A diagnosis of KH was made based on fever, lymphadenopathy, and biopsy-confirmed necrotizing lymphadenitis. During the course of the diagnostic work-up, an increase in creatinine (2.9 mg/dl) and indirect bilirubin and a decrease in haptoglobin (< 8 mg/dl) and hemoglobin (5.4 g/dl) occurred. The Coombs test was positive, and 24-hour urinary protein was 430 mg/day. The antinuclear antibody (ANA) titer was 1/1000, with positivity exhibiting a homogenous and granular pattern. Anti-ds DNA antibody and anti-cardiolipin IgM were positive. C3 (0.6 g/L, normal: 0.9-1.8) and C4 (0.06 g/L, normal: 0.1-0.4) were significantly reduced, while direct and indirect Coombs tests were negative. Also, a diagnosis of SLE was made based on ANA, anti-ds DNA, anti-cardiolipin antibody positivity, hemolytic anemia, lymphopenia, urine findings, elevated creatinine, and reduced complement levels. A renal biopsy was scheduled but not performed due to the patient's refusal. For management, monthly pulse cyclophosphamide and high-dose methyl-prednisolone were commenced due to renal involvement. The treatment resulted in the normalization of creatinine and the elevation of hemoglobin levels.

Discussion
Kikuchi's disease, also known as Kikuchi-Fujimoto disease or Kikuchi histiocytic necrotizing lymphadenitis, is a benign and usually self-limiting type of histiocytic necrotizing lymphadenitis. Patients may present with lymphadenopathy, fever, myalgia, arthralgia, and, more rarely, hepatosplenomegaly. Although it has been associated with SLE, it tends to follow a benign clinical course with spontaneous remission expected to occur within four months.

Its pathogenesis remains unknown. The immune responsivity of the T cells and histiocytes has been proposed to occur in these patients based on its clinical presentation, course, and histological changes. Also, Epstein-Barr virus (EBV), human herpes virus 6, human herpes virus 8, human immune deficiency virus (HIV), parvovirus B19, paramyxoviruses, para-influenza virus, yersinia enterocolitica, and toxoplasma have been implicated [4-9].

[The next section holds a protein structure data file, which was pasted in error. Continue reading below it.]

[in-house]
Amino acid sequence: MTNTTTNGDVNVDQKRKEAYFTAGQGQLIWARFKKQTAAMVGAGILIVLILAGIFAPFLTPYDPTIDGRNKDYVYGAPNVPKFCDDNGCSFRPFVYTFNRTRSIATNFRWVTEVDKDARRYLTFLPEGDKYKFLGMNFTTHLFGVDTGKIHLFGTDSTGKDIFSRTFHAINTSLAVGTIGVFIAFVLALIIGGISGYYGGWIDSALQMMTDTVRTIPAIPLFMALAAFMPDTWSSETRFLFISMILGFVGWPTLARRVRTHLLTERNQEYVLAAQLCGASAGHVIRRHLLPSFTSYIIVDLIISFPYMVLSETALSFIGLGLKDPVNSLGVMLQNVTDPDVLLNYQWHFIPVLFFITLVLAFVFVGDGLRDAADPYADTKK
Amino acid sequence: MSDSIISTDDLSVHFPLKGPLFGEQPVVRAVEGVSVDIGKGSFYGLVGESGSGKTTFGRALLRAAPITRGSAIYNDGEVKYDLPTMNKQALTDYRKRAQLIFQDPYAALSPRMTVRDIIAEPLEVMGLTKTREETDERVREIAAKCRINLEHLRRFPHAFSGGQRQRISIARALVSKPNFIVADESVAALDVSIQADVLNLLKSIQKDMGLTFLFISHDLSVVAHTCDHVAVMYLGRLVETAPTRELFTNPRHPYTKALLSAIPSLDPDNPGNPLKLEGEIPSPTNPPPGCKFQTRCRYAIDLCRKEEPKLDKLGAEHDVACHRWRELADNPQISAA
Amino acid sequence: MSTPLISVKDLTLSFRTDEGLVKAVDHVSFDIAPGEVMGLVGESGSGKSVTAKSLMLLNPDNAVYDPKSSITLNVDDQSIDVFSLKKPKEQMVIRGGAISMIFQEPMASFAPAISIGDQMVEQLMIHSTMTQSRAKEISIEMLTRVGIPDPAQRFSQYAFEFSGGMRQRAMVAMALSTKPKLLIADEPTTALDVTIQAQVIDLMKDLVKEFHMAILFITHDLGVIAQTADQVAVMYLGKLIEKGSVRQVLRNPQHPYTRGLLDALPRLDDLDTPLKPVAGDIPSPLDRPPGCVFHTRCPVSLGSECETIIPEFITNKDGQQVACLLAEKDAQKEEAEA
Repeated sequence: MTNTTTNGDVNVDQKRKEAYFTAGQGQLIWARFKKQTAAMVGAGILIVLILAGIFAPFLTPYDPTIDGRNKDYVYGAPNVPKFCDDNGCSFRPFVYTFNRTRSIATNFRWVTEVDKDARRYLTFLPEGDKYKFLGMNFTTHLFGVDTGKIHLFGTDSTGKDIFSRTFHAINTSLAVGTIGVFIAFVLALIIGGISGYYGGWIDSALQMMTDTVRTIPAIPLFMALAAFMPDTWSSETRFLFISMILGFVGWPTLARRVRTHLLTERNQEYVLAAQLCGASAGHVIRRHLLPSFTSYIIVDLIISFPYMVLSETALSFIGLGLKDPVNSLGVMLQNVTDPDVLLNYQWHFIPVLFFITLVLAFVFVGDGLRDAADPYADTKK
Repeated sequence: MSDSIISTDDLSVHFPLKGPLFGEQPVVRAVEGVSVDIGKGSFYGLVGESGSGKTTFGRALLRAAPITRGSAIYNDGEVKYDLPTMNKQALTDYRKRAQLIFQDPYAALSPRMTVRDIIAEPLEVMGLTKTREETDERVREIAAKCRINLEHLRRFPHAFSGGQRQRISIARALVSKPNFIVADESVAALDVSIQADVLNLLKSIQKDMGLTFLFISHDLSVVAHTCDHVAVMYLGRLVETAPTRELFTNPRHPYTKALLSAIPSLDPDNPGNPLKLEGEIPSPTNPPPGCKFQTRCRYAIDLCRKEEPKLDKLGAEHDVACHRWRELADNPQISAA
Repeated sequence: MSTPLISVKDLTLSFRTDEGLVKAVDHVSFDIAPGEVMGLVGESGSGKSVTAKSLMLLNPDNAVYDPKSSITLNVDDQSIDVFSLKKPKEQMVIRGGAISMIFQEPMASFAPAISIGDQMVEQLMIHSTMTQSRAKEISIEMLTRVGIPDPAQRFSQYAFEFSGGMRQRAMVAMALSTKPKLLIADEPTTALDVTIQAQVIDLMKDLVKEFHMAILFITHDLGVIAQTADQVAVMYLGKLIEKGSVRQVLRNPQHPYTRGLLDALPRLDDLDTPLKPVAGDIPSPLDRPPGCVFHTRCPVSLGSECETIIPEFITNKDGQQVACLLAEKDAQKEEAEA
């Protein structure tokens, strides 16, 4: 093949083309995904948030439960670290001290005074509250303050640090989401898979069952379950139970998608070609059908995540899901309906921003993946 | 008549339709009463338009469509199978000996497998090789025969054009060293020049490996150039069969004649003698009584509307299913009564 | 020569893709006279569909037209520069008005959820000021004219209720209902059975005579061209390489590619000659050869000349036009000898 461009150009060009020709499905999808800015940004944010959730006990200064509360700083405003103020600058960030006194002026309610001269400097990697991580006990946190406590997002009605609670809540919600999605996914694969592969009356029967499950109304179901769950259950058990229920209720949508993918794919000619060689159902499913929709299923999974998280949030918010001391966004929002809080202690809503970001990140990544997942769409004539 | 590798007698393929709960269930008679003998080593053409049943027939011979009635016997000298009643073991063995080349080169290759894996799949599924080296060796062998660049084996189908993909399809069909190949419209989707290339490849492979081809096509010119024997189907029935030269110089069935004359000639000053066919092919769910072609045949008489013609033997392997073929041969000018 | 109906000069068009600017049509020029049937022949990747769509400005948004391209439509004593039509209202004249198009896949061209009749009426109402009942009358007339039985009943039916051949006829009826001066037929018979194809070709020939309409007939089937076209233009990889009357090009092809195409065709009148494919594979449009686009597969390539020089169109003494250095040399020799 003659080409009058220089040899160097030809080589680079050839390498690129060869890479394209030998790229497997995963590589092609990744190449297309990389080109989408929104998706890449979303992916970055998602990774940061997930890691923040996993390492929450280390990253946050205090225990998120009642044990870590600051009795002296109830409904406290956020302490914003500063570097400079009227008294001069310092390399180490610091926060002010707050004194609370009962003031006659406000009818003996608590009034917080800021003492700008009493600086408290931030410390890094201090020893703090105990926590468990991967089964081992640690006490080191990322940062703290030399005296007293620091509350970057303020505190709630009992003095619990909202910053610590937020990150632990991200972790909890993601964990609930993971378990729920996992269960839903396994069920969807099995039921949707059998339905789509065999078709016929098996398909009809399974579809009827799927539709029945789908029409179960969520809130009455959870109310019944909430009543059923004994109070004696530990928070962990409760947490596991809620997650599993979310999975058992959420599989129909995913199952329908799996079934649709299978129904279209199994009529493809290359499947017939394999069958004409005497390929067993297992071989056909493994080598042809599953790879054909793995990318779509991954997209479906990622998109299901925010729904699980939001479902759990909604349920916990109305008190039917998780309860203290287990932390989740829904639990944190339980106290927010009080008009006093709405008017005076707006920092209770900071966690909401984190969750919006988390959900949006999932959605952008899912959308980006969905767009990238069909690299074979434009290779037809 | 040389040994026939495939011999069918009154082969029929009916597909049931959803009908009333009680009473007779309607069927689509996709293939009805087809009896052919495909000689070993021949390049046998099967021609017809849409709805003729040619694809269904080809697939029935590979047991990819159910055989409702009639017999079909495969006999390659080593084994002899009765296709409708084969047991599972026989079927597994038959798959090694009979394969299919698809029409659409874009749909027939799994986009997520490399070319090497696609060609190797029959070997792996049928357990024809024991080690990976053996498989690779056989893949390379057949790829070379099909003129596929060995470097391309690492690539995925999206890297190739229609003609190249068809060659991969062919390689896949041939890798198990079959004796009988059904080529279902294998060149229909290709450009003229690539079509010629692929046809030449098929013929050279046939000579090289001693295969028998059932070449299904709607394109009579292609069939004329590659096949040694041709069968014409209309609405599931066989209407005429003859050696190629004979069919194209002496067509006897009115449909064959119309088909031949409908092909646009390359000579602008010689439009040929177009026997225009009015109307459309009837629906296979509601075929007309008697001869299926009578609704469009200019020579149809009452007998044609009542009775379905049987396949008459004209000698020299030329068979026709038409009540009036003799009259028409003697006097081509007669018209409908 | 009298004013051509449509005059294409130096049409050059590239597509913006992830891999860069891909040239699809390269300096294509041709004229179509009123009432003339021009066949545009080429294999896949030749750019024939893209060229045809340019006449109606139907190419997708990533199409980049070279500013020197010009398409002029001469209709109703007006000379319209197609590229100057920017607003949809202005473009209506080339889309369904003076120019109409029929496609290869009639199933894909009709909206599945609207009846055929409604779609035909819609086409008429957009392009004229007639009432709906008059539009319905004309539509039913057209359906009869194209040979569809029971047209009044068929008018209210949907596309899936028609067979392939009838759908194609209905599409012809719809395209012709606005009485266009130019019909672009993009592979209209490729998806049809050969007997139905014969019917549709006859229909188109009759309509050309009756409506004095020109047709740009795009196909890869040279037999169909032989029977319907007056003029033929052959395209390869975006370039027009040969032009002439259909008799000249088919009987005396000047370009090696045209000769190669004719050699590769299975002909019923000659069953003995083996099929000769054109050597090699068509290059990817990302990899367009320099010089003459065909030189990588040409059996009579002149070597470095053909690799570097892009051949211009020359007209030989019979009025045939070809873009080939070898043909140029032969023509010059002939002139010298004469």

Although initially described in female patients, it may also occur in males with a female-to-male ratio of approximately 4 to 1 [10].

In a retrospective study of 244 KFH patients, the most common symptoms included high fever (35 %), fatigue (7 %), and joint pain (7 %) [11], while the most common clinical and laboratory signs were lymphadenopathy (100 %), rash (10 %), arthritis (7 %), hepatosplenomegaly (3 %), leukopenia (43 %), elevated erythrocyte sedimentation rate (40 %), and anemia (23 %). Lymph node enlargement is generally moderate (1 to 2 cm in diameter), while some patients may have larger lymph nodes (≤ 7 cm). Typically, lymph nodes are complex, discrete, mobile, and have a smooth surface [12]. Blunt or acute pain may commonly occur with lymph node enlargement [12]. On the other hand, fever, lymphadenopathy, splenomegaly, and hepatomegaly have been reported to occur in 36 %, 7-16 %, 5 %, and 2 % of patients with SLE, respectively. Our patient had a fever, lymphadenopathy, hepatosplenomegaly, and anemia. The diagnosis of KFH is based on lymph node biopsy showing the presence of histiocytic cellular infiltration. KFH and SLE share specific histological characteristics, and the tubuloreticular structures observed in the lymphocyte, and endothelial cells in SLE patients have some resemblance to those in Kikuchi disease. SLE- specific antibodies, hematoxylin bodies, and vasculitis in lupus lymphadenitis are assistive in the differential diagnosis [13, 14, 15]. In our case, the absence of hematoxylin bodies, as well as the absence of significant vasculitis, pointed away from a diagnosis of SLE lymphadenopathy.

Currently, there are no effective therapeutic strategies for KFH, with a usual resolution of signs and symptoms within 1 to 4 months. Patients should be followed-up for several years for relapses or the development of SLE. Monthly pulse cyclophosphamide plus high-dose methylprednisolone were used to treat our patient after a diagnosis of SLE was made. In the subsequent course of his condition, creatinine levels were normalized, and hemoglobin levels were increased. Identifying the association between KFH and SLE is of clinical significance in initiating early and intensive immunosuppressive therapy.

Conflicts of interest: The authors certify that there is no conflict of interest with any financial organization regarding the material discussed in the manuscript.

Disclaimer: None.

Funding Sources: None.